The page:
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Innovative Diagnostics Offer Hope for Mesothelioma Patients

A new clinical study is underway to determine whether mesothelioma can be diagnosed through the use of a blood and urine test, rather than a painful and invasive biopsy. According to reports, scientists from the City of Hope, a National Cancer Institute designated comprehensive cancer center, are collaborating with researchers from Trovagene, Inc. to determine whether the company’s Precision Cancer Monitoring platform will be able to effectively identify a specific biomarker in bodily fluids.

Traditionally, physicians have used tissue removed from a pleural mesothelioma patient’s lung in order to determine cell type and other characteristics needed in selecting the most effective course of treatment. The biopsy is an invasive and painful procedure, and it has long been the dream of patients and physicians alike that the same information would become available in a more accessible way. The Trovagene test would identify specific epidermal growth factor receptors (EGFR) that are frequently found at very high levels on the surface of cancer cells. EGFR is a protein, and pleural mesothelioma patients have been found to have it present on their cells over fifty percent of the time. The aim of the study is to determine whether EGFR can be identified from urine and blood samples rather than from tissue samples. If it can, then the need for biopsies would be eliminated.

According to Mark Erlander, Ph.D., and chief scientific officer at Trovagene, “Enabling physicians to detect the emergence of problematic mutations in real time is a key benefit of our Precision Cancer Monitoring platform. We are pleased to be working with City of Hope, a world class institution, to demonstrate the utility of our T790M assay in a setting where timely information can potentially lead to better treatment decisions and outcomes.”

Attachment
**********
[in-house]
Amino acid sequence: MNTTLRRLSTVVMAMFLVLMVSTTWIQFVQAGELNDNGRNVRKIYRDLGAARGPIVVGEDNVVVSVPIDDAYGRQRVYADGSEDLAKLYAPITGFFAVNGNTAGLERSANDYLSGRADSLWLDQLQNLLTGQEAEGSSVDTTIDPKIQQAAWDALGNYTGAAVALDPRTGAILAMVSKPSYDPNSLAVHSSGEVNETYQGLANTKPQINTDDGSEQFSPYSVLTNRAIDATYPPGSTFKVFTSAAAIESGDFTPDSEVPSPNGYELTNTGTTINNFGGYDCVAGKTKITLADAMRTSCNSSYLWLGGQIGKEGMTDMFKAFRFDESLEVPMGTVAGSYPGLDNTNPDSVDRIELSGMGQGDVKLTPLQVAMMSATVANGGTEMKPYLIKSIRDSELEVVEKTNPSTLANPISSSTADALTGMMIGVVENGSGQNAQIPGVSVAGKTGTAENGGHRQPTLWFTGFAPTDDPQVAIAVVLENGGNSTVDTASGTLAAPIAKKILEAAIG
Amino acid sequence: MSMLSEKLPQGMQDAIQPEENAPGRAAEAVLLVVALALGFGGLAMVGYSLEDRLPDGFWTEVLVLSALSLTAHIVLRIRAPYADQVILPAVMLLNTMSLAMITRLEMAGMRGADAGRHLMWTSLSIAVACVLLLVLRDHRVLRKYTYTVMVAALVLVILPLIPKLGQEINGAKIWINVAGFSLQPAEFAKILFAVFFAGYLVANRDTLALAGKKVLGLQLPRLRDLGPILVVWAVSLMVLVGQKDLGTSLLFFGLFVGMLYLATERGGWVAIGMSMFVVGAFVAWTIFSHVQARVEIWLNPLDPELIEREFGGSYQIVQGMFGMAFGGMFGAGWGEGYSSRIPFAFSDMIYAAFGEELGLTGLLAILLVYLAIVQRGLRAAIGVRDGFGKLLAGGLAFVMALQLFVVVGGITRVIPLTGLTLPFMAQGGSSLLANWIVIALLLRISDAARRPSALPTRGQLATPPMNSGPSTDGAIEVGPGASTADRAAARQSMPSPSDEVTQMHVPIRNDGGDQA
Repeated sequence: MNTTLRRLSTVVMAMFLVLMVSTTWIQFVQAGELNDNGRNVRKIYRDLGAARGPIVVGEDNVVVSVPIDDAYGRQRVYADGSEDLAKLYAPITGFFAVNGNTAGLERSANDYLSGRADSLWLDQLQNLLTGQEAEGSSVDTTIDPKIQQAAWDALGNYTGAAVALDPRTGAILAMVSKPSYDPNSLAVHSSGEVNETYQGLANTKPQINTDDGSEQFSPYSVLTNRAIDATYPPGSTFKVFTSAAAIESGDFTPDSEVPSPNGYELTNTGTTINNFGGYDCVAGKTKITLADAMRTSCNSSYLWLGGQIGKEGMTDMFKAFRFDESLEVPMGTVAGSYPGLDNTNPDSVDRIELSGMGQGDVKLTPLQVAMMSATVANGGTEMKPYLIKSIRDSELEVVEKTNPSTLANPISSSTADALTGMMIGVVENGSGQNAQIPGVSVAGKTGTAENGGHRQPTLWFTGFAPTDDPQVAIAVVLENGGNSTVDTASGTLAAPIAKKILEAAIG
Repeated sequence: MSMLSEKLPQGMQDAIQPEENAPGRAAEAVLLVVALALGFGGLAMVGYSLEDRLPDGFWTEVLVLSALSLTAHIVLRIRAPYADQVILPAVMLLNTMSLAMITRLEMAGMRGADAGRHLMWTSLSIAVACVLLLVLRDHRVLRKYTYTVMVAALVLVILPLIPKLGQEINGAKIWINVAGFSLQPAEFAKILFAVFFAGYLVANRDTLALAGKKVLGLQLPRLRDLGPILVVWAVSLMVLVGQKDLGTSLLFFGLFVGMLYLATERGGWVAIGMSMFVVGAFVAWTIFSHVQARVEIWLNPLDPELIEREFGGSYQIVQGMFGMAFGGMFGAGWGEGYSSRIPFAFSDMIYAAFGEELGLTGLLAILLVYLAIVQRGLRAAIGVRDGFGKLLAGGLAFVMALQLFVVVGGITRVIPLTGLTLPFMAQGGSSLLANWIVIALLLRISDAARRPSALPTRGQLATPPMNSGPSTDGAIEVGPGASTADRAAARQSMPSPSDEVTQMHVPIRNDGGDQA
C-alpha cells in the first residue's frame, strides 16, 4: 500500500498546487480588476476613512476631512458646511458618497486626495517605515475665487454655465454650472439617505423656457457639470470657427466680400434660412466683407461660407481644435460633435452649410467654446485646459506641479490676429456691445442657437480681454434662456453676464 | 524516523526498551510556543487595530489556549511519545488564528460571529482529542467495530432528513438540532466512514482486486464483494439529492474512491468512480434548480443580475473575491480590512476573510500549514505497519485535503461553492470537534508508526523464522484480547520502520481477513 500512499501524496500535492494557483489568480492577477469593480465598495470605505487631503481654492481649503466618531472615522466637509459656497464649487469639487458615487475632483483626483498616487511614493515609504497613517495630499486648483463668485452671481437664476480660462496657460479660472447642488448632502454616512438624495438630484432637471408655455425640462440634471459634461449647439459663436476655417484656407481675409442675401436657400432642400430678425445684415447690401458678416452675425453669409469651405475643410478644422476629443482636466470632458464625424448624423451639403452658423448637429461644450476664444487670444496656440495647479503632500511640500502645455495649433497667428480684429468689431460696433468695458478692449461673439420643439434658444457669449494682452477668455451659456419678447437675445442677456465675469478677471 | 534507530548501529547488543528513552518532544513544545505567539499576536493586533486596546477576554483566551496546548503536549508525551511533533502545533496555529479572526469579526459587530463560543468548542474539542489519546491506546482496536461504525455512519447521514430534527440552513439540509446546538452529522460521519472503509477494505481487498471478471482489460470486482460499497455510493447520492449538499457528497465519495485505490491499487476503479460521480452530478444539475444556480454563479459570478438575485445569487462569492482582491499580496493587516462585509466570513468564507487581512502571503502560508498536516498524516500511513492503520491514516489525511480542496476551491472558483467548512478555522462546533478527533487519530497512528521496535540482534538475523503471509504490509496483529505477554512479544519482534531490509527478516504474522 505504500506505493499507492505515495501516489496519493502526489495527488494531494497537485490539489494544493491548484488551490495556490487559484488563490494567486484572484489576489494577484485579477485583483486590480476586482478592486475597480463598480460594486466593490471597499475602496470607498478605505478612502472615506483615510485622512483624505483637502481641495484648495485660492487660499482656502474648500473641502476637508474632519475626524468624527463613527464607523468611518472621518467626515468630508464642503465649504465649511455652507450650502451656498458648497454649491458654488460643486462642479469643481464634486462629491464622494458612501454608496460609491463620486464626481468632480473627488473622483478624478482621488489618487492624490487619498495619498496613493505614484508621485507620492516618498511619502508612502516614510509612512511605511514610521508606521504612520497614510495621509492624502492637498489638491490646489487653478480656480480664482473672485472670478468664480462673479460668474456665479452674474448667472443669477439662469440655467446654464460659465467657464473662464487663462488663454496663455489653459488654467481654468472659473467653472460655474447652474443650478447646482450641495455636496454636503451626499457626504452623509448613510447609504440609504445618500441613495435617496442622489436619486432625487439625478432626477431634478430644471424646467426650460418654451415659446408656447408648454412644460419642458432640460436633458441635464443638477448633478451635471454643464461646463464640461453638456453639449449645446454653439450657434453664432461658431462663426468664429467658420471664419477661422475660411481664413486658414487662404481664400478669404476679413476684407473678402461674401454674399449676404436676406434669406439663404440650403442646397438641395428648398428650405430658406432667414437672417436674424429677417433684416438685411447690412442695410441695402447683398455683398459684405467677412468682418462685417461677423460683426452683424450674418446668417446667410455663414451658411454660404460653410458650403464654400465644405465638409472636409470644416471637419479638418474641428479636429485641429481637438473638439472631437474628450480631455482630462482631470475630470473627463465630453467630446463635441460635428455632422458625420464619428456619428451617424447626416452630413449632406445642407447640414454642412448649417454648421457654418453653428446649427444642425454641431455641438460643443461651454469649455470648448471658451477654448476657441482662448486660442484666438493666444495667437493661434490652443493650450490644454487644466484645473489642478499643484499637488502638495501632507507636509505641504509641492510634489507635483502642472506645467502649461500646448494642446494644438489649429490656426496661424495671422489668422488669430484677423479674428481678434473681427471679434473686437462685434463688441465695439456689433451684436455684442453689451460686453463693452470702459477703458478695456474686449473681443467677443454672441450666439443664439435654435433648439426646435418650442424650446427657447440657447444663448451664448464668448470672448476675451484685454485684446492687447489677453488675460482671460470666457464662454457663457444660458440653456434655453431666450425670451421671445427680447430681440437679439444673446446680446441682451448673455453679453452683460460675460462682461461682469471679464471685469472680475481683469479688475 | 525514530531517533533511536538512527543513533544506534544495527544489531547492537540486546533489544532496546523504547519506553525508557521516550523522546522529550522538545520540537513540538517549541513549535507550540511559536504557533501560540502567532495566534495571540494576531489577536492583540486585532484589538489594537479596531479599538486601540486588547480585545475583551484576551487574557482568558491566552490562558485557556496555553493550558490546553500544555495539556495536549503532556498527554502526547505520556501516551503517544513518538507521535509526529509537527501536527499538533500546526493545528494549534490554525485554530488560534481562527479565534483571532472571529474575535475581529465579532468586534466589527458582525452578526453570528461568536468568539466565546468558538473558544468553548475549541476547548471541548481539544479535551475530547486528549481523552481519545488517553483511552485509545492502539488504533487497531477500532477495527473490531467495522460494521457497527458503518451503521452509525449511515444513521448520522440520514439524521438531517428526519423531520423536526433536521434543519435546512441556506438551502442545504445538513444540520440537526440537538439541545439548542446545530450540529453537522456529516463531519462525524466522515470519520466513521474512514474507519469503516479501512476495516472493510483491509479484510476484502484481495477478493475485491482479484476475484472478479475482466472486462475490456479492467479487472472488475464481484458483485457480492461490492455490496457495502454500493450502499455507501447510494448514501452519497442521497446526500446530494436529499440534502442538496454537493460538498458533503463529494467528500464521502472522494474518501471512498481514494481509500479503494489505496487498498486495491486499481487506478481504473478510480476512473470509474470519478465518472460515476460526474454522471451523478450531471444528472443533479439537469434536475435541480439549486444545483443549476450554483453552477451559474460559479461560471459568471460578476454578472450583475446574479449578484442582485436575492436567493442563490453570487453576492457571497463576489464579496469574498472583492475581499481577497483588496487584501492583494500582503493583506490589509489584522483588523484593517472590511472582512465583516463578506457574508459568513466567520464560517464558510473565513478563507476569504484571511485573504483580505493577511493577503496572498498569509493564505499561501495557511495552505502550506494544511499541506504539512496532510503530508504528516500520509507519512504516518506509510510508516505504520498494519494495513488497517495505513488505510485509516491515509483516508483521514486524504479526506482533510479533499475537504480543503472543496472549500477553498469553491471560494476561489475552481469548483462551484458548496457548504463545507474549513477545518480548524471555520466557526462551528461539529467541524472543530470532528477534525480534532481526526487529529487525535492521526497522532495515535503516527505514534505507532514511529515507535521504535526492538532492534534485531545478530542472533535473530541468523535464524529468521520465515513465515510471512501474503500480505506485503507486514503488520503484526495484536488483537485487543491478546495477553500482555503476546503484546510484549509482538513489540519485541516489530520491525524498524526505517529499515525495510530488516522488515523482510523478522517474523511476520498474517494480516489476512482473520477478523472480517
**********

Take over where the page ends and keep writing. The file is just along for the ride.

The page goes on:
The Trovagene study is indicative of the importance of biomarker testing, which is one of the most important focuses in cancer research today. The National Comprehensive Cancer Network says that this type of testing will be extremely valuable to physicians in choosing which treatments will be most effective and have the fewest side effects for an individual patient. Mihaela Cristea, M.D. and associate professor in City of Hope’s Lung Cancer and Thoracic Oncology Program is the lead investigator in the study. The physician said, “This is a first step in the right direction. In the future, we hope, for lung cancer and other cancers, we can detect these mutations in blood and urine, saving people the trouble of biopsies.”

Terri Oppenheimer

Terri Oppenheimer is an independent writer, editor and proofreader. She graduated from the College of William and Mary with a degree in English. Her dreams of a writing career were diverted by a need to pay her bills. She spent a few years providing copy for a major retailer, then landed a lucrative career in advertising sales. With college bills for all three of her kids paid, she left corporate America for a return to her original goal of writing. She specializes in providing content for websites and finds tremendous enjoyment in the things she learns while doing her research. Her specific areas of interest include health and fitness, medical research, and the law.

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